Dick’s first job after graduation from the University of Montana was as Assistant Auditor for Columbus County. He was soon volunteering time to organize and lead a Boy Scout troop. In 1948, he changed careers to professional Scouting as District Executive in the Cape Fear Council of the Boy Scouts of America. For four years, beginning in 1950, he was District Executive for the Central North Carolina Council living in Concord. In 1955, he was transferred to the East Carolina Council as District Executive and Field Service Director. The family lived in Wilson for 10 years. There, he was a charter member of the Sertoma Club and its “Man of the Year” in 1963. In 1965, Dick became the Scout Executive for the Tuscarora Council headquartered in Goldsboro, where he served until his retirement in 1981.

Dick was committed to Boy Scouting and dedicated his life to advancing the cause of that great organization. One of his greatest talents was to recruit outstanding leaders from the community to support Scouting, who invariably became his closest friends. He was also a man who was not afraid to dream big and then find a way to make dreams come true. It was his dream that led to pilgrimages of faith and patriotism to Halifax, Bath and Washington, D.C. that involved thousands of Scouts and volunteers. It was also his dream and leadership that resulted in development of the new Camp Tuscarora Scout Reservation.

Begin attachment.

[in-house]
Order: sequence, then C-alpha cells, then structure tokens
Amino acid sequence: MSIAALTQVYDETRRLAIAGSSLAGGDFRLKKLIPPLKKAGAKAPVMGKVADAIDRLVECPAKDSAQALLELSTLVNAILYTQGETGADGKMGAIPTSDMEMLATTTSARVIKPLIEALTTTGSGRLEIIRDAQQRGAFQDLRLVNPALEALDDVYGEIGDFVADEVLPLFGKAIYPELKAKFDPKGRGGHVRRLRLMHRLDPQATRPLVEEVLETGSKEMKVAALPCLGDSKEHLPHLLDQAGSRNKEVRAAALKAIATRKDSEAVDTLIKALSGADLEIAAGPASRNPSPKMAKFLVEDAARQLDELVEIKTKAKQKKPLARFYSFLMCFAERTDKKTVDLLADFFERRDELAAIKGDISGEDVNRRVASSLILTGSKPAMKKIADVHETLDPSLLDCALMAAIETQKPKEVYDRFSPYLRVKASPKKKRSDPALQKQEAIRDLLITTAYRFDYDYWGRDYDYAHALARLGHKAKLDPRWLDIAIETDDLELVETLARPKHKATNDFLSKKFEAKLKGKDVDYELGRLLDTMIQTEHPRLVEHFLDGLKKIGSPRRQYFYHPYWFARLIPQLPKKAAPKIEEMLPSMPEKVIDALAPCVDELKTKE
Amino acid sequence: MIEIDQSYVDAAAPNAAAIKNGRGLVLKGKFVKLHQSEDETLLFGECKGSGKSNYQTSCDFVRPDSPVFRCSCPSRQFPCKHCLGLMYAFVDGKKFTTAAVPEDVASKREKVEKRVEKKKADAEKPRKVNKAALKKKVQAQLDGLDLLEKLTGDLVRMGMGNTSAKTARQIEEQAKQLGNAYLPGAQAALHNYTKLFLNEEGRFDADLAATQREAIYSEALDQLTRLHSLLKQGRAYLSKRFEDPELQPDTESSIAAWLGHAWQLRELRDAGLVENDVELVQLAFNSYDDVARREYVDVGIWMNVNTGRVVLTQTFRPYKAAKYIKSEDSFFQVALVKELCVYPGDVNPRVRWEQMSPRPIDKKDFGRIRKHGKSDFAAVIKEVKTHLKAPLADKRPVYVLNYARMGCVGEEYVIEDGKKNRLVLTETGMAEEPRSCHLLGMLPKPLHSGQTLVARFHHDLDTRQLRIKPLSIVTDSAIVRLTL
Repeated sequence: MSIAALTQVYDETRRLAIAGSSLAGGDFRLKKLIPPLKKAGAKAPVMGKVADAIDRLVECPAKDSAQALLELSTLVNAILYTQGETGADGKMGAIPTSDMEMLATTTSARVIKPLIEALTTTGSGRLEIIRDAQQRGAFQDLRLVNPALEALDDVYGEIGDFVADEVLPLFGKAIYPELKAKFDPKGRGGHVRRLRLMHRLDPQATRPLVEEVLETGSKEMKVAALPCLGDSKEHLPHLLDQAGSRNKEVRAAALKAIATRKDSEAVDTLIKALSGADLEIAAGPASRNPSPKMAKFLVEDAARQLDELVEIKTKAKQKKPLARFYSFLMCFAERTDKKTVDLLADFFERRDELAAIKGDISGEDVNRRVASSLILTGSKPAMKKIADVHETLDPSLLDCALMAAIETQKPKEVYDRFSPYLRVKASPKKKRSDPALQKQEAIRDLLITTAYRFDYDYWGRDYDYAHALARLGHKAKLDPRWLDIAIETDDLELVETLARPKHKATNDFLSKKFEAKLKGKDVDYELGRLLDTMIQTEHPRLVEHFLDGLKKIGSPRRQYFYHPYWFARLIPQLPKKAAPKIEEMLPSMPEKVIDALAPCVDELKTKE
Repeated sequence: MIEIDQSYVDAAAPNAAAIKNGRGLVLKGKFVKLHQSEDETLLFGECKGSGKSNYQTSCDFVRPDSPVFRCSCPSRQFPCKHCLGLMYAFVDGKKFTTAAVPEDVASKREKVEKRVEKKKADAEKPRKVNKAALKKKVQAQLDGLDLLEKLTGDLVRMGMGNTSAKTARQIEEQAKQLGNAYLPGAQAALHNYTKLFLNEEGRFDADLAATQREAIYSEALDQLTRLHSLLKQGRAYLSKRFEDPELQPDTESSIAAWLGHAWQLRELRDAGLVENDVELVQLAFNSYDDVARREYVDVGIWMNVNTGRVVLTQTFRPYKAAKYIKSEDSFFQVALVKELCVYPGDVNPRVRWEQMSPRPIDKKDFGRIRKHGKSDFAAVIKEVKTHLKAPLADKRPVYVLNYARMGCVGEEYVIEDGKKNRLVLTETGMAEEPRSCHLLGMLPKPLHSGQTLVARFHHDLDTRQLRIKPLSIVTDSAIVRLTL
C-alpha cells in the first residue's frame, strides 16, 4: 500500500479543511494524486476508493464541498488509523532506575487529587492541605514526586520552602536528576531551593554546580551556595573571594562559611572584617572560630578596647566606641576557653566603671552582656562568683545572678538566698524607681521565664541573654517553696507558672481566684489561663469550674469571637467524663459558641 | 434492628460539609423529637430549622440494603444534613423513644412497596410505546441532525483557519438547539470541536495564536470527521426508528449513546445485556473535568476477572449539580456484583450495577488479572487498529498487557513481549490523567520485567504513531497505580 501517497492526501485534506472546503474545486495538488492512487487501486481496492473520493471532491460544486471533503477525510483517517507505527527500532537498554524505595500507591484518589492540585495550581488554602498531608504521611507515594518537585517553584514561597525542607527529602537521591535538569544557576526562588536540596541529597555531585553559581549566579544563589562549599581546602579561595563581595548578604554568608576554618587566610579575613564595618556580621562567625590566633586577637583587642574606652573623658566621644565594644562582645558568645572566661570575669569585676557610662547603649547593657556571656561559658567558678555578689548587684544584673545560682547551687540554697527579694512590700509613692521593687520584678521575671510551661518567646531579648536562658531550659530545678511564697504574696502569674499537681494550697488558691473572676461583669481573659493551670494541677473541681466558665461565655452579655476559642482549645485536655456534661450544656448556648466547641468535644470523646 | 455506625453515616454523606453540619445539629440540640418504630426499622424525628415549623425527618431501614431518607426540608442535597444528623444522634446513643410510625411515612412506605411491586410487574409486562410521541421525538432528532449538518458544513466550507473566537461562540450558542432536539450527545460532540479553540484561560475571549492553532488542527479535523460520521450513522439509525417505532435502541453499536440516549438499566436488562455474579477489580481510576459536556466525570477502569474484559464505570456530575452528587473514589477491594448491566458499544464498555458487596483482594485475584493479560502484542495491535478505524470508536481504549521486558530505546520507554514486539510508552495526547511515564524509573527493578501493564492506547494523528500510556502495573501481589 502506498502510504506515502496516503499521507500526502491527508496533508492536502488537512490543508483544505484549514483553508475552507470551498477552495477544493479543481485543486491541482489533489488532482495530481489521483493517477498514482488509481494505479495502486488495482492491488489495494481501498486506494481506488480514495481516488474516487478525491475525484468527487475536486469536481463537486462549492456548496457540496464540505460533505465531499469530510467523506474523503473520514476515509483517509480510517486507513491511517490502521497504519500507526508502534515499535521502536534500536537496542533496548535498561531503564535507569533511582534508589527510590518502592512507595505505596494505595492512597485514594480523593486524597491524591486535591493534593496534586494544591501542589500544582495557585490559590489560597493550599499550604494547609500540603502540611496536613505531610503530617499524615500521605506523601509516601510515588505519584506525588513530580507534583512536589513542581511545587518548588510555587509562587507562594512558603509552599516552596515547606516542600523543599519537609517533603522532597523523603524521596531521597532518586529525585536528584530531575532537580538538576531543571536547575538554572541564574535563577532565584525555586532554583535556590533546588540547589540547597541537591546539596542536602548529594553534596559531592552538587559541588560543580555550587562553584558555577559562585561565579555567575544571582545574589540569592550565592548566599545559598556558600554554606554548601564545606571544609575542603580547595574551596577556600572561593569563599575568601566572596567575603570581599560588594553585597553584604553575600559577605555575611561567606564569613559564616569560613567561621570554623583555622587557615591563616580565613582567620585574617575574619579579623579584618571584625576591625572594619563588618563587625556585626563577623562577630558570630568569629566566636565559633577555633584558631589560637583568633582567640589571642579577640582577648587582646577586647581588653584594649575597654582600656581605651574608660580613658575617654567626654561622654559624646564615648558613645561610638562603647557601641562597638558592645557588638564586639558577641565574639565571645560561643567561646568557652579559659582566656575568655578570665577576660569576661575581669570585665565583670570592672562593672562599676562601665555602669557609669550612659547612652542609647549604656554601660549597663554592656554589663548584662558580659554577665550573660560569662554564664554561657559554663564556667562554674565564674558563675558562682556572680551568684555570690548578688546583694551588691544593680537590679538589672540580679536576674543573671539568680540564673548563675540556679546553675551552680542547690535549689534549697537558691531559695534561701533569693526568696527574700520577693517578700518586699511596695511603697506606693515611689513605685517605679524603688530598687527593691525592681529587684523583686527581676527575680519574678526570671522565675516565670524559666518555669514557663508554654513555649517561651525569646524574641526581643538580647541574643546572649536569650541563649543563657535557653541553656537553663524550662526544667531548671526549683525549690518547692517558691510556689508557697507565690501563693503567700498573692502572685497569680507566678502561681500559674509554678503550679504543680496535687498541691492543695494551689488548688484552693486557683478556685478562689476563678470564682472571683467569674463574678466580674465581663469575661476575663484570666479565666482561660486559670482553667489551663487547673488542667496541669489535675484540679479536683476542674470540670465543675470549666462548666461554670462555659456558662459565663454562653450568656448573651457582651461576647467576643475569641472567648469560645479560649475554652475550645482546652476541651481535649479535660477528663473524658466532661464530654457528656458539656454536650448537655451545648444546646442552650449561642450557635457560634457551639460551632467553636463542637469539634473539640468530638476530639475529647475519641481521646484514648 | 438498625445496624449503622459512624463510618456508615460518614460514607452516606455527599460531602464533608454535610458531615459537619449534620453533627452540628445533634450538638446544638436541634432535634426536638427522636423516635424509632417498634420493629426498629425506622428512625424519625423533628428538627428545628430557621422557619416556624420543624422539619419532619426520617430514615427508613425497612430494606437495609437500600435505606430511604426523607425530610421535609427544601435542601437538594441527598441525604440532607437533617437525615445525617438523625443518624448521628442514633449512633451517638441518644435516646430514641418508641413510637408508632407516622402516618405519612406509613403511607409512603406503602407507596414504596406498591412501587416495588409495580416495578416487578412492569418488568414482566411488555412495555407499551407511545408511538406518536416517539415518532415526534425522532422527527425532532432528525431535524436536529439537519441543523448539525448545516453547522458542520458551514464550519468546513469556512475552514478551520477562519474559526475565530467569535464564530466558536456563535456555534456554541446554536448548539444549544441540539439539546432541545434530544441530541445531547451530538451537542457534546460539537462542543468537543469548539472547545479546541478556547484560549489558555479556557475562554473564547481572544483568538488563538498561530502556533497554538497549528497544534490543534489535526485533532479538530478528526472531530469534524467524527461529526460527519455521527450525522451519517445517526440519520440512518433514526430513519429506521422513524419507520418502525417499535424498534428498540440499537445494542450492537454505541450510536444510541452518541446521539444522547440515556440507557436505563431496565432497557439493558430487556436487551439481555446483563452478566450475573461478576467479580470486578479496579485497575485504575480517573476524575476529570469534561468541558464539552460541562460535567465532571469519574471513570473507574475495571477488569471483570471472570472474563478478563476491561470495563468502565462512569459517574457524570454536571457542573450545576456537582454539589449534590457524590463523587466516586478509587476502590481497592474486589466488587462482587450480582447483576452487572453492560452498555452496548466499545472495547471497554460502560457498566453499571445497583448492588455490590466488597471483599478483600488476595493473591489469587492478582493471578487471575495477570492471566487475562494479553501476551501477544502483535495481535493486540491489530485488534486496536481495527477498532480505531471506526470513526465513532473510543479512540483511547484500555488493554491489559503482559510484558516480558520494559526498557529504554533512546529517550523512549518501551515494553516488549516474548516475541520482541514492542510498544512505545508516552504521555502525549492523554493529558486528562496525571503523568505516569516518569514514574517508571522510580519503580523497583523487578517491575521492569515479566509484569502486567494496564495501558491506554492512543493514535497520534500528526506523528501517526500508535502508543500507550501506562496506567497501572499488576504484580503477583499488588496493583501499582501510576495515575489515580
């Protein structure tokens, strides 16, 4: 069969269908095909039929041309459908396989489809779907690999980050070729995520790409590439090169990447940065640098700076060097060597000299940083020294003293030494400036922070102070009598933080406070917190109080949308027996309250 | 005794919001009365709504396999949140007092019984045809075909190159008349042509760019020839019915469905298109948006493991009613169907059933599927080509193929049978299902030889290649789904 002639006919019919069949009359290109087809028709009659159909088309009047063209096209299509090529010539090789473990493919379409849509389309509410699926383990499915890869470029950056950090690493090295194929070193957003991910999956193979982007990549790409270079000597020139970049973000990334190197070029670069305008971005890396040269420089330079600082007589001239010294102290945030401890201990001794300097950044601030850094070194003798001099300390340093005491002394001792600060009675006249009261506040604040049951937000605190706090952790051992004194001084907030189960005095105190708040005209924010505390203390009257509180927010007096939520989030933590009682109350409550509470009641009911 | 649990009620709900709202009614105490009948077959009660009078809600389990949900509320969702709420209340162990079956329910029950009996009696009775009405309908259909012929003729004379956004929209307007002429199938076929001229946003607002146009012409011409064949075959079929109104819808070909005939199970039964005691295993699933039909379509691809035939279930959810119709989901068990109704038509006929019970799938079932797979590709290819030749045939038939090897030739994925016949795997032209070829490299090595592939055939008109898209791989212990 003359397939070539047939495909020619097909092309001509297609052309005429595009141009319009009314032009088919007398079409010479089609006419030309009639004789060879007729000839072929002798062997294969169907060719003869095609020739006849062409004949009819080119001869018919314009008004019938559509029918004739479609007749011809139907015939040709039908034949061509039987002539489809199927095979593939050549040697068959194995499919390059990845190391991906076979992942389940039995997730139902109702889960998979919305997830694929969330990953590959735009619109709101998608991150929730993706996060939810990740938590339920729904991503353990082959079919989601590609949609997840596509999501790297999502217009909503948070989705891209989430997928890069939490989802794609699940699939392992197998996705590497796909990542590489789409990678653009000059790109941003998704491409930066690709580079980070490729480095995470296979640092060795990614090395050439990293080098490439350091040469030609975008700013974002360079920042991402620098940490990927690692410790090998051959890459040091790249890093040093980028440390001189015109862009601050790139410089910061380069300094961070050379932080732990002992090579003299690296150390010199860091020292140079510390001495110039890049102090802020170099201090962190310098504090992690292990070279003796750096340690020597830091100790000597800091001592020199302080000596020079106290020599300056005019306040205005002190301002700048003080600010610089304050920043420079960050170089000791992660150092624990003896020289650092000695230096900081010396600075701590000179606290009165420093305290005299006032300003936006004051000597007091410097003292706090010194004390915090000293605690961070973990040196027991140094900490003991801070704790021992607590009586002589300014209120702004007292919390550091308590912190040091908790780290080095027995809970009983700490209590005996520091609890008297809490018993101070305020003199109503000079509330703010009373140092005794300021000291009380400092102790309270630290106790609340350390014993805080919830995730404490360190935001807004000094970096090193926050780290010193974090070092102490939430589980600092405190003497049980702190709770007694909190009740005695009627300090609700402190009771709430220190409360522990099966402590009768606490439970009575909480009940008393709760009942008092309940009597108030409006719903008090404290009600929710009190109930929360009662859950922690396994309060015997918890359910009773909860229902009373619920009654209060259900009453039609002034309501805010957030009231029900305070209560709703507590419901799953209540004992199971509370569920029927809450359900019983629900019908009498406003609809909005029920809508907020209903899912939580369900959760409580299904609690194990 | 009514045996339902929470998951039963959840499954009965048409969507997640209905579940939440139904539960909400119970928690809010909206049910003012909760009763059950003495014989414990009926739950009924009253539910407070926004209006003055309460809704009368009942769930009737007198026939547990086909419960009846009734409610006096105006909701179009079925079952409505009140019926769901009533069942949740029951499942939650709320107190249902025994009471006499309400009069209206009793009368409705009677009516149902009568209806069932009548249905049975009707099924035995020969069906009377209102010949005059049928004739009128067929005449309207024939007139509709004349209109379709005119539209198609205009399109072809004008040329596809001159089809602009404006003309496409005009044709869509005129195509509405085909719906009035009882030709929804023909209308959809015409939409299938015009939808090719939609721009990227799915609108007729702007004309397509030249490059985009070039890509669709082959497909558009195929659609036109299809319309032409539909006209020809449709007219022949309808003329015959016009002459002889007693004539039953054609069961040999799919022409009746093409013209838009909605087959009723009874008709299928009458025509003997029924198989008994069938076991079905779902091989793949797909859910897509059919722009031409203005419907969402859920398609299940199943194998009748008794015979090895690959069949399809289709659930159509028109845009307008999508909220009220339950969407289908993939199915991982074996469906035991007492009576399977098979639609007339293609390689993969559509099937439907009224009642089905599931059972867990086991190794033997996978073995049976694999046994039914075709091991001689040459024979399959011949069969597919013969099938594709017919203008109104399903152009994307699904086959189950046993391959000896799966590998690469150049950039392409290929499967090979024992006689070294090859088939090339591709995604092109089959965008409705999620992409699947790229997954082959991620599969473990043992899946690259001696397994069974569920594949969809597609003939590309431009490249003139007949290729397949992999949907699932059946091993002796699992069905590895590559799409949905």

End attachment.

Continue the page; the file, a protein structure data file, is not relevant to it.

Dick continued to be active in the community as a member and president of the Goldsboro Rotary Club. He was a man of strong Christian faith and member of Saint Paul United Methodist Church. He frequently taught in the Paul Edwards Sunday School class and especially loved to sing the old hymns of his faith. One of his favorite groups for fun and fellowship in Goldsboro was the ROMEOS — Retired Old Men Eating Out.